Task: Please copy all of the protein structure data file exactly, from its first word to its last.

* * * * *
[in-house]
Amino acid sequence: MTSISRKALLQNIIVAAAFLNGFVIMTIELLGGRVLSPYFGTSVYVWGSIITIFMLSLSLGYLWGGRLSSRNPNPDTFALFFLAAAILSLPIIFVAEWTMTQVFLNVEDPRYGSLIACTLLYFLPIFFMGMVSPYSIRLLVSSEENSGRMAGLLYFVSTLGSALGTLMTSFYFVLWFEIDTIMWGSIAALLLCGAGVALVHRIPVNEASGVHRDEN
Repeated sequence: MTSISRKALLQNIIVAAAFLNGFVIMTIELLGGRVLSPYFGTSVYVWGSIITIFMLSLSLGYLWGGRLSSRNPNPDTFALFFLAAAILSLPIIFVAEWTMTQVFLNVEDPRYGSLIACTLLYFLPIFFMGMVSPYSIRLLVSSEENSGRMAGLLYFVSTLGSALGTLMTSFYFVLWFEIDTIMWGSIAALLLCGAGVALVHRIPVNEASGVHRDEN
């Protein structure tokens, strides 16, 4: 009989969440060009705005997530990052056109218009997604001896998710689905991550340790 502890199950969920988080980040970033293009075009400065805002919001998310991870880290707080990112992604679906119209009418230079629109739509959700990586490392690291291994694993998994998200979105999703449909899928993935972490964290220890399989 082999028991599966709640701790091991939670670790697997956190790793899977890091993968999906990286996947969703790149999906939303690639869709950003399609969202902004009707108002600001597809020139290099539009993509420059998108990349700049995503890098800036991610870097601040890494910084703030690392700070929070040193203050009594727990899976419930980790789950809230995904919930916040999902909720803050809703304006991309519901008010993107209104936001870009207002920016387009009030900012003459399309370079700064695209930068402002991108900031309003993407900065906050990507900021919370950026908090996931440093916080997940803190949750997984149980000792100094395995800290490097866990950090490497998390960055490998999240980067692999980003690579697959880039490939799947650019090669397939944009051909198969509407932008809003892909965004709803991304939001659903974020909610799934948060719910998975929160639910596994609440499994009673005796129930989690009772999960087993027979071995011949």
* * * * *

[in-house]
Amino acid sequence: MTSISRKALLQNIIVAAAFLNGFVIMTIELLGGRVLSPYFGTSVYVWGSIITIFMLSLSLGYLWGGRLSSRNPNPDTFALFFLAAAILSLPIIFVAEWTMTQVFLNVEDPRYGSLIACTLLYFLPIFFMGMVSPYSIRLLVSSEENSGRMAGLLYFVSTLGSALGTLMTSFYFVLWFEIDTIMWGSIAALLLCGAGVALVHRIPVNEASGVHRDEN
Repeated sequence: MTSISRKALLQNIIVAAAFLNGFVIMTIELLGGRVLSPYFGTSVYVWGSIITIFMLSLSLGYLWGGRLSSRNPNPDTFALFFLAAAILSLPIIFVAEWTMTQVFLNVEDPRYGSLIACTLLYFLPIFFMGMVSPYSIRLLVSSEENSGRMAGLLYFVSTLGSALGTLMTSFYFVLWFEIDTIMWGSIAALLLCGAGVALVHRIPVNEASGVHRDEN
């Protein structure tokens, strides 16, 4: 009989969440060009705005997530990052056109218009997604001896998710689905991550340790 502890199950969920988080980040970033293009075009400065805002919001998310991870880290707080990112992604679906119209009418230079629109739509959700990586490392690291291994694993998994998200979105999703449909899928993935972490964290220890399989 082999028991599966709640701790091991939670670790697997956190790793899977890091993968999906990286996947969703790149999906939303690639869709950003399609969202902004009707108002600001597809020139290099539009993509420059998108990349700049995503890098800036991610870097601040890494910084703030690392700070929070040193203050009594727990899976419930980790789950809230995904919930916040999902909720803050809703304006991309519901008010993107209104936001870009207002920016387009009030900012003459399309370079700064695209930068402002991108900031309003993407900065906050990507900021919370950026908090996931440093916080997940803190949750997984149980000792100094395995800290490097866990950090490497998390960055490998999240980067692999980003690579697959880039490939799947650019090669397939944009051909198969509407932008809003892909965004709803991304939001659903974020909610799934948060719910998975929160639910596994609440499994009673005796129930989690009772999960087993027979071995011949």